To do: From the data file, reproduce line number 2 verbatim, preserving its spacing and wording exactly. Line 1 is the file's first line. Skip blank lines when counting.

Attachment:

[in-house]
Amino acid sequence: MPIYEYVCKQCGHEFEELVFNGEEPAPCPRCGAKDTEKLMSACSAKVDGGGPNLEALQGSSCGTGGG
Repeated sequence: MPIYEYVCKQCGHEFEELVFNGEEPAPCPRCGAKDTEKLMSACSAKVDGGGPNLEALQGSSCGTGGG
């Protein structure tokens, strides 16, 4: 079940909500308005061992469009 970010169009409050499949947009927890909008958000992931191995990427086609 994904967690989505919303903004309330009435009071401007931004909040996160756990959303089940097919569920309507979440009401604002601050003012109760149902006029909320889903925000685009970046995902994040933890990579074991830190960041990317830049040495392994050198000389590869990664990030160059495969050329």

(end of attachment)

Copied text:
Amino acid sequence: MPIYEYVCKQCGHEFEELVFNGEEPAPCPRCGAKDTEKLMSACSAKVDGGGPNLEALQGSSCGTGGG